Brighton, East Sussex
The militia move to Brighton after staying in Meryton. Lydia Bennet goes with Colonel and Mrs Forster to stay in Brighton. She is reacquainted with George Wickham there, and they elope. No specific location is given in the novel, so the marker is in the centre of Brighton.
Reading the Map
my map reveals is that place in Pride and Prejudice is very much gendered, so even when two characters occupy the same physical space, their experiences of it can be entirely different. Men have much more secure experiences of place in this novel, since they have their own incomes, are largely independent, and are able to own property. In fact, almost every location I have mapped belongs to a man (the exception being Rosings Park, which is owned by the extremely wealthy Lady Catherine de Bourgh, who is able to overcome many of the gender barriers faced by the other characters because of her financial position). This is illustrated on my map, with property owned by men in green, and the single piece of property owned by a woman in purple.
Men also have more freedom in terms of mobility, since they can travel freely and do not need to be accompanied; women, on the other hand, have to rely on men in order to move through space. Married women must travel with their husbands, and single women must be with suitable relatives or friends.
When comparing the locations visited and routes taken by Elizabeth Bennet, Fitzwilliam Darcy, Jane Bennet, Charles Bingley, Lydia Bennet, and George Wickham, certain patterns become clear. The maps of each of the three couples (Elizabeth and Darcy, Jane and Bingley, Lydia and Wickham) are very similar; their routes through space, like their character arcs, are closely aligned. But when we apply social context, the meanings of these maps are vastly different.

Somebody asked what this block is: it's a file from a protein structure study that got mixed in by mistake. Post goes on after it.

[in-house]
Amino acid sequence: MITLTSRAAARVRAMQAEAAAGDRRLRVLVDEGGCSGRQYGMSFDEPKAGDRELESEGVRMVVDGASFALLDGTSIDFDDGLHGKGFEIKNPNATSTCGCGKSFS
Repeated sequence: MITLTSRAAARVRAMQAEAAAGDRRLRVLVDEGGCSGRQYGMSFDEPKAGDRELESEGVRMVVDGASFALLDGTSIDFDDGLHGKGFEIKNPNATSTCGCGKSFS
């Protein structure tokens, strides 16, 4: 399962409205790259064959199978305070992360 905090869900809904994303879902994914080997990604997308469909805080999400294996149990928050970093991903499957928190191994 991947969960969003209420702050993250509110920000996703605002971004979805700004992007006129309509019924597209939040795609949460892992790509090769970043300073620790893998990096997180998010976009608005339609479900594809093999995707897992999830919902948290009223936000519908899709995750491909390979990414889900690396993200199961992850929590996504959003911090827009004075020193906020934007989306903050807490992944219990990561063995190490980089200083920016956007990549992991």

Darcy is able to move between Pemberley (C) – which he owns – Netherfield Park (A), and Rosings Park (B) whenever he wishes to, and he often travels alone. Elizabeth, on the other hand, had to rely on Mr and Mrs Gardiner to take her to Pemberley and the rest of Derbyshire, and she has to stay at Mr Collins’ property when she visits Charlotte in Kent, as well as accessing Rosings Park through Mr Collins. Similarly, Darcy is able to go to London to resolve the matter of Lydia and Wickham’s elopement, whereas Elizabeth and her sisters are expected to wait at home.
Jane and Bingley do comparatively little travelling, but Bingley owns property in the two main locations where they spend time – London (B) and Longbourn (A) – whereas Jayne has to stay with the Gardiners when she spends a few weeks in London. Lydia must similarly stay with Colonel and Mrs Forster when she visits Brighton (B). When Lydia and Wickham elope, Wickham is the one who obtains their money and property (partially by exploiting Lydia’s male relatives).
We can conclude that place in Austen’s novels is gendered, in addition to being impacted by class. Part of why marriage is so central to the plots of Austen’s novels is that women very rarely own property, so in order to have any security over the space they inhabit, they must marry a man. This can be seen in other Austen novels, such as in Sense and Sensibility where Elinor, Marianne, Margaret, and their mother are forced to move out of their house when it passes from their late father to their brother. Yet it is very difficult to map these social, gendered meanings of place; colour coding the property based on gender and ownership gives some impression of this, but it still doesn’t give the full picture. Thus it is my experience that maps are useful for mapping space (location), but – especially in more simplistic mapping programmes – they are less effective for depicting place.